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Transforming the Non-Place into a Place
Are all shopping malls alike?
Towards a More Socially Responsible Consumption
- Views on Architecture
When we walk around a shopping mall, we always see the same brands; most malls are very similar, like clones, and their design patterns repeat themselves. This is globalization. Novelties and advertising campaigns reach us immediately.
We buy online without having to go anywhere, just using our keyboard. More and more, the online world meets our objective materials needs.
Why go to shopping malls? What can we do to make them different?
When we travel, we do it to have different experiences, absorb an environment we can’t find in our city, and see a new building or one that catches our attention. We also do it to discover a landscape, enjoy the feeling of nature, or do an individual or group sport.
We love to wander around the city; we like things that we only experience once, unique things. We want to enjoy them again and again. We love to meet in the square, have a beer, meet on the street with other football fans. We like the uniqueness of spaces; a street is different in Madrid or Copenhagen.
We also love to share it and communicate it.
Therefore, what drives us to go to a place is related to leisure, sports, shopping, restaurants, places, senses, and sharing with others; in a few words, the experience.
When shopping, we also need to feel and check the textures, sizes, materials, production processes, and so on. This helps us make a purchasing decision.
Most shopping malls are located on the outskirts of cities, close to a communication hub, in “non-places,” areas of recent growth without identity, neutral and undefined spaces. But once the commercial activity arises, this relationship, experience and sharing is generated. Our work is to turn these “non-places” into “places.”
Suburbs also need urban living rooms!
Let’s look at the traditional city, the relational space where uses are developed and life occurs. Let’s explore the elements of the city, the solutions for the integration of activities, the corners that move us.
Let’s work with the elements and special features of the place and shopping mall, the “genius loci,” searching for a connection with clients and citizens in the elements that link the mall to uniqueness. That’s the path to follow.
Continuity with the urban environment, commercial activity, integration of tertiary, residential, and leisure uses, environmental sustainability, and experience are the driving forces behind shopping malls.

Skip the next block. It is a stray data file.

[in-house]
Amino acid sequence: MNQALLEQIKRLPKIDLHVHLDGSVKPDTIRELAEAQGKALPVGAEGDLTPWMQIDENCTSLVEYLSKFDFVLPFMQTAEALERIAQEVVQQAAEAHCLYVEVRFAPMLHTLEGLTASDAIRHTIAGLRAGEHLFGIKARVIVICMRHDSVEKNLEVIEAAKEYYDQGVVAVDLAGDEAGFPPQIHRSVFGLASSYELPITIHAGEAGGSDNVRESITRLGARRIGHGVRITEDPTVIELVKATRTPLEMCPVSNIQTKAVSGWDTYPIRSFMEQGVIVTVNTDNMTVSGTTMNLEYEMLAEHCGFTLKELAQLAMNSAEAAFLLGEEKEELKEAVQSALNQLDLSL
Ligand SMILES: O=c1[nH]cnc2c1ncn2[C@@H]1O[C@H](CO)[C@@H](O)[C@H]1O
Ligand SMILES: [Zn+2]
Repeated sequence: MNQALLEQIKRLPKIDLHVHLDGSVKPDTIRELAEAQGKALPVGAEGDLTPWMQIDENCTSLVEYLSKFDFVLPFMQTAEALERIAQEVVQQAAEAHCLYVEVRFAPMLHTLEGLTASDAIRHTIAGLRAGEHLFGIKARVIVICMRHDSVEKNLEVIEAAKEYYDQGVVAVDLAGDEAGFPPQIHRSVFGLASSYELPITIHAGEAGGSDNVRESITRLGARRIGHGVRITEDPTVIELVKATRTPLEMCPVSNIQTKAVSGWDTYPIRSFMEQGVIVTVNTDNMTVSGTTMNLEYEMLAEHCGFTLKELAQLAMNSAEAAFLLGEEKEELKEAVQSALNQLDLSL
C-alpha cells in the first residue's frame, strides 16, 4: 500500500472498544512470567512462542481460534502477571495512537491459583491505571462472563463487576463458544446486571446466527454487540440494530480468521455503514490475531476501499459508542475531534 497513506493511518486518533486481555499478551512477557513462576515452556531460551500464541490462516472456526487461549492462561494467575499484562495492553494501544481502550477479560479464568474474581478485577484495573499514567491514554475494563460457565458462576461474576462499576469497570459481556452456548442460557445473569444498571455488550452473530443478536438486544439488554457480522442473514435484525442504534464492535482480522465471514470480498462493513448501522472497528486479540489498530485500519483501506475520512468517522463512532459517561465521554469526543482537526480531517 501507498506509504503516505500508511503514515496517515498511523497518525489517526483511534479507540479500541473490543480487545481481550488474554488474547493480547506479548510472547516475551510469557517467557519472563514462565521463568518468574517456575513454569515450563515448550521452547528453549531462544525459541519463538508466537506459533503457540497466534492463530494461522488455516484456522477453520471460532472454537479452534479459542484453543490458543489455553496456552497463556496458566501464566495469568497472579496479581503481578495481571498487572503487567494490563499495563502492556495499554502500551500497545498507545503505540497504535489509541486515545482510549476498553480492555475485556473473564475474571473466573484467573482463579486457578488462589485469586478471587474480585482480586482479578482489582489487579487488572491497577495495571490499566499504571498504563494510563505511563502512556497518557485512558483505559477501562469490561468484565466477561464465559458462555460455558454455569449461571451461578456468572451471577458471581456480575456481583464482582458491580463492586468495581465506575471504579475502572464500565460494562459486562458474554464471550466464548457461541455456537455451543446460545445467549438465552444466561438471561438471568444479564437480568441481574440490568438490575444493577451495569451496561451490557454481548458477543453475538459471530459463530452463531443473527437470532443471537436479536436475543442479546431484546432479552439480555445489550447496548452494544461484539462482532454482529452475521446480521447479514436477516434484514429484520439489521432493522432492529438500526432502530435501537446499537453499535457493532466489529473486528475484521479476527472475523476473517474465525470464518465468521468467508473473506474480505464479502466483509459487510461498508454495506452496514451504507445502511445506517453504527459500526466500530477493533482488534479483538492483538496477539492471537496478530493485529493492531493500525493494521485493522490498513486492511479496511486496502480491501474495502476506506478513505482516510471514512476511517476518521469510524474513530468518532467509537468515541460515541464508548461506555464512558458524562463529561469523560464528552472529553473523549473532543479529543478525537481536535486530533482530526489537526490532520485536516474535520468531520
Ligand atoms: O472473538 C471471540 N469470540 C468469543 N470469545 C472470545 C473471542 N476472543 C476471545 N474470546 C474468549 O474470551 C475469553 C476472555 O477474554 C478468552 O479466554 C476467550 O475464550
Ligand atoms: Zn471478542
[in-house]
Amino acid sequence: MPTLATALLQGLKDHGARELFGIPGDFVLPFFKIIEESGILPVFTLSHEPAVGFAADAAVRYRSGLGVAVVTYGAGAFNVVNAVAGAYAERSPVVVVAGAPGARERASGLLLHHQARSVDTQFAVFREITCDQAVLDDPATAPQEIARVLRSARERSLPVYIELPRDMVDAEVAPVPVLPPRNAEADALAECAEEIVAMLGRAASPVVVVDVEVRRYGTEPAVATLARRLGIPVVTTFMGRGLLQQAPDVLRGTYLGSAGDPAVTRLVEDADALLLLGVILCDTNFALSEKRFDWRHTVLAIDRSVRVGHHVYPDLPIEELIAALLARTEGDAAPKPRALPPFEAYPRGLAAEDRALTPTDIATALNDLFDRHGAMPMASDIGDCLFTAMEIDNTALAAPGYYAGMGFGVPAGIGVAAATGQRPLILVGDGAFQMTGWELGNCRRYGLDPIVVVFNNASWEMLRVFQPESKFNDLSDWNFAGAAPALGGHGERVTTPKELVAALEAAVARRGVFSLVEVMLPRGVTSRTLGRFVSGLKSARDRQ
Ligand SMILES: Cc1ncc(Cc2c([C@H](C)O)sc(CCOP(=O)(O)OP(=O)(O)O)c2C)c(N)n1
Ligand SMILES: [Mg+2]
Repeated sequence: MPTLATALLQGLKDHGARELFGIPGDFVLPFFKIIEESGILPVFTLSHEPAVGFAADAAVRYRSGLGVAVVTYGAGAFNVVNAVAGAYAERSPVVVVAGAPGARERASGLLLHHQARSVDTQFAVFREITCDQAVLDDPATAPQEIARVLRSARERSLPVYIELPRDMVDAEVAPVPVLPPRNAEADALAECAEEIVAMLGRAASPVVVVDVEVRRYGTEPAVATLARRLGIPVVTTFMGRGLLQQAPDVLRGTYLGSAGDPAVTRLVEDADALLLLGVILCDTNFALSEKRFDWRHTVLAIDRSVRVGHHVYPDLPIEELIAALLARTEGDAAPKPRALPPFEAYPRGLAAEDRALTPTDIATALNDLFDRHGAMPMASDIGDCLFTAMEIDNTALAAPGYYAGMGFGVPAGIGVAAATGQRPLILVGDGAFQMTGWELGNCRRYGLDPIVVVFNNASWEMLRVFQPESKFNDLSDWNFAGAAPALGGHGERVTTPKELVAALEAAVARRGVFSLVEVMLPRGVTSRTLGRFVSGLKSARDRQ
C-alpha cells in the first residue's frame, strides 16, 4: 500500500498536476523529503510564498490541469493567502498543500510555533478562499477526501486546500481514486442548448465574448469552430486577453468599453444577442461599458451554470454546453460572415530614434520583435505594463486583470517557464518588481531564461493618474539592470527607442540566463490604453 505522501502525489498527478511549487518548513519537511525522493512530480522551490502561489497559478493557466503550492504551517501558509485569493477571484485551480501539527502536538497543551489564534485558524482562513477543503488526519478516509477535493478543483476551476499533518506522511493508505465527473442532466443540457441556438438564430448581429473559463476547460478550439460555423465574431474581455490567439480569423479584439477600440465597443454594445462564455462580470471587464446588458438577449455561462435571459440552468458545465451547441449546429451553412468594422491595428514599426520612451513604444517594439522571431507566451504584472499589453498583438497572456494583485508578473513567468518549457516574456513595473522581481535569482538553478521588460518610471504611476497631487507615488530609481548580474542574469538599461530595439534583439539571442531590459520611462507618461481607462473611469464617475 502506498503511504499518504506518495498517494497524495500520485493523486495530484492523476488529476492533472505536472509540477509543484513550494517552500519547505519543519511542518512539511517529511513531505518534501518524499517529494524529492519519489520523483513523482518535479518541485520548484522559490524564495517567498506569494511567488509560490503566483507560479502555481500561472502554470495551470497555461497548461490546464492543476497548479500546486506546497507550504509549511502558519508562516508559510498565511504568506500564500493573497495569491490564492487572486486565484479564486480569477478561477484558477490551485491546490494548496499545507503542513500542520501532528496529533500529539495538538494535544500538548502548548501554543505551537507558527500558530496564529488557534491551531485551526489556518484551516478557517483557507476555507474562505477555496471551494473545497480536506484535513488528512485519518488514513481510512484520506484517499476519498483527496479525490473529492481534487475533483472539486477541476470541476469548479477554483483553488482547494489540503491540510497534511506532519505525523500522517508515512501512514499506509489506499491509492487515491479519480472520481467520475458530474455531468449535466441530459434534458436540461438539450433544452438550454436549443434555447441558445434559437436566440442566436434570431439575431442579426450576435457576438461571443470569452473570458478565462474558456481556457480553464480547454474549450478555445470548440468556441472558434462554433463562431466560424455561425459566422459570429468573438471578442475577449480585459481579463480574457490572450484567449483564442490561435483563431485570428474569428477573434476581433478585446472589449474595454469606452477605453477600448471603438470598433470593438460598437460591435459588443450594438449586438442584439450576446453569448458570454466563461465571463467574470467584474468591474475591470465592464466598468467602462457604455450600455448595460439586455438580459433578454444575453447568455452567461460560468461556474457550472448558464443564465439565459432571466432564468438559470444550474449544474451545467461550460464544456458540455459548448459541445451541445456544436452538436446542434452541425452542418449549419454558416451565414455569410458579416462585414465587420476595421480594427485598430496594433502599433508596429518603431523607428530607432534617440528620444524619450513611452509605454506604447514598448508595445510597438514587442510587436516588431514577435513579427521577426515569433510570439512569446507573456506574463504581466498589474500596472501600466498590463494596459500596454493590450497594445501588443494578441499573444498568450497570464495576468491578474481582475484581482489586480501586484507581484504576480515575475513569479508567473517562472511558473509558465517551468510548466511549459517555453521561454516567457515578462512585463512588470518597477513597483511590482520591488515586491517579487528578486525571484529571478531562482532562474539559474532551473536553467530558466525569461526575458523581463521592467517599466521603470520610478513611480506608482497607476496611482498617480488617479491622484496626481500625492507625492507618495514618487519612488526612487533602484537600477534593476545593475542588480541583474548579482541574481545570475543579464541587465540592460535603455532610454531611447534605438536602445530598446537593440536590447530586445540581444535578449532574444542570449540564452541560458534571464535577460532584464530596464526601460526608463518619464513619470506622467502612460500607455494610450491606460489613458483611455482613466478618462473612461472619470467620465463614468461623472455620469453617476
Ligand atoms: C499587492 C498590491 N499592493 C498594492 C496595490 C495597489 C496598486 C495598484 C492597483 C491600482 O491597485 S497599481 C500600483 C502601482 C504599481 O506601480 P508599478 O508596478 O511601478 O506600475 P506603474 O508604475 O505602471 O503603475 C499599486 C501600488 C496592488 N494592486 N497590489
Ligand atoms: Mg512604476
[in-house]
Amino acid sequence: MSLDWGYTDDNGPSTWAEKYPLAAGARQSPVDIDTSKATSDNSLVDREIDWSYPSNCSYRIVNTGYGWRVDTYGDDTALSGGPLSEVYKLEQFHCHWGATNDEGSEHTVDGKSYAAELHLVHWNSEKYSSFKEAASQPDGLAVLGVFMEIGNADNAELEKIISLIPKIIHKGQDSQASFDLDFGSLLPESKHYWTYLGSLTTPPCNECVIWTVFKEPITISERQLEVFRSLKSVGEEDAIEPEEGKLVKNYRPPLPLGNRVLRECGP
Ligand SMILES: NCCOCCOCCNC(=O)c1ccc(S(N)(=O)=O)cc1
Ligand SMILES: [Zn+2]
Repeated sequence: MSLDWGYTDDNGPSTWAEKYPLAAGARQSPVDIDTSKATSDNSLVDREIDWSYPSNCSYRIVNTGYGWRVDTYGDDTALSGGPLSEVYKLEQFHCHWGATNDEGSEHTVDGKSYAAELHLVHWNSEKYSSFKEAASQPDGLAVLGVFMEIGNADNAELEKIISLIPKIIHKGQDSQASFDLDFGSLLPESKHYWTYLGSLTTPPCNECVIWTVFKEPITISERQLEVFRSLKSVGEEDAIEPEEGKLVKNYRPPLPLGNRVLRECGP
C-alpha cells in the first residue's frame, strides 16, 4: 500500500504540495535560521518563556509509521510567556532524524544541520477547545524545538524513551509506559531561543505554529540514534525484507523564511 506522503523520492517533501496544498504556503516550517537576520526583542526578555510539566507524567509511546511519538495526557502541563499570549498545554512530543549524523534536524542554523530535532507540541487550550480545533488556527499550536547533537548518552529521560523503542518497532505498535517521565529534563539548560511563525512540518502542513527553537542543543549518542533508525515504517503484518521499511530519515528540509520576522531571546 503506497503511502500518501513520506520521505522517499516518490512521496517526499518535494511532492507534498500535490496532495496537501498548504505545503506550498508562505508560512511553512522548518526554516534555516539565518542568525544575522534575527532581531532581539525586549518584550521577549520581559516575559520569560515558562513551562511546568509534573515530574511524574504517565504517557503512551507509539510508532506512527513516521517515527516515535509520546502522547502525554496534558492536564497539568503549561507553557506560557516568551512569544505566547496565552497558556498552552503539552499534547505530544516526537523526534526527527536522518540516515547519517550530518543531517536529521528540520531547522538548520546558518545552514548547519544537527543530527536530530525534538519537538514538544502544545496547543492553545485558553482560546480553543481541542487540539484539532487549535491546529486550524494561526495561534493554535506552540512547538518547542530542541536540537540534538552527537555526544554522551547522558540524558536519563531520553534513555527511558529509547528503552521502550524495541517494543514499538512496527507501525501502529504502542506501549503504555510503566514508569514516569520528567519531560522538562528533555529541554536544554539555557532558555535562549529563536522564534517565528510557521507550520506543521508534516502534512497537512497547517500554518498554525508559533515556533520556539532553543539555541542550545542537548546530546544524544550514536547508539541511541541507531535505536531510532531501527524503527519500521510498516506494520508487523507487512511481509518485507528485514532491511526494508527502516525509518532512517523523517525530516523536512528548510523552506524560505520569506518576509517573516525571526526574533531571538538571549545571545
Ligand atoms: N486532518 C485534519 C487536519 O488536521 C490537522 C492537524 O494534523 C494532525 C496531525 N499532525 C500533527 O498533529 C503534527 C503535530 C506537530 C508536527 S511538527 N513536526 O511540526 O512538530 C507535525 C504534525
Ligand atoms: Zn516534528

Creating urban spaces that are the continuation of historical centers, memorable spaces where we can identify ourselves, contemplate it all, and feel rooted, providing unique feelings that make us reminisce and come back.
The on-off retail revolution we are immersed in is inextricably linked to the city; it is a powerful regeneration tool of the physical space.
Catalyzing, creating, recreating, and stitching together the city, both in historical centers and in suburbs, is the new role played by shopping malls.
Avenues, streets, squares, gardens, parks are the references of the shopping mall: “THE CITY.”
The example of X-Madrid
X-Madrid is a unique project in the retail world. It is a shopping mall on the outskirts of Madrid, abandoned during the crisis, and located in a commercially saturated area. Therefore, a transformation with an alternative content is proposed: the “anti-mall.”
Everything related to the leisure and retail of urban tribes and millennials can be found in this center to create a special place with character where leisure and experience play a structuring and captivating role.
Cars, motorbikes, skateboards, bicycles, urban sports, shows, and a food court find their space in this unique location. This regional project is home to graffiti artists, performances, and alternative festivals.
The original building is transformed into a linear street, between a covered plaza for events and a space for experiences and leisure to the south, the urban beach. A small three-story city with bicycle and skateboard access devoid of excess will become an icon of urban cultures and recycling. Experimentation and renovation are part of its DNA.
X-Madrid is the “street” of alternative experiences: Alcorcón’s new living room.
Main Image: X-Madrid, interior street, Madrid, 2019, B+R Arquitectos Asociados. Photo © Roberto Lara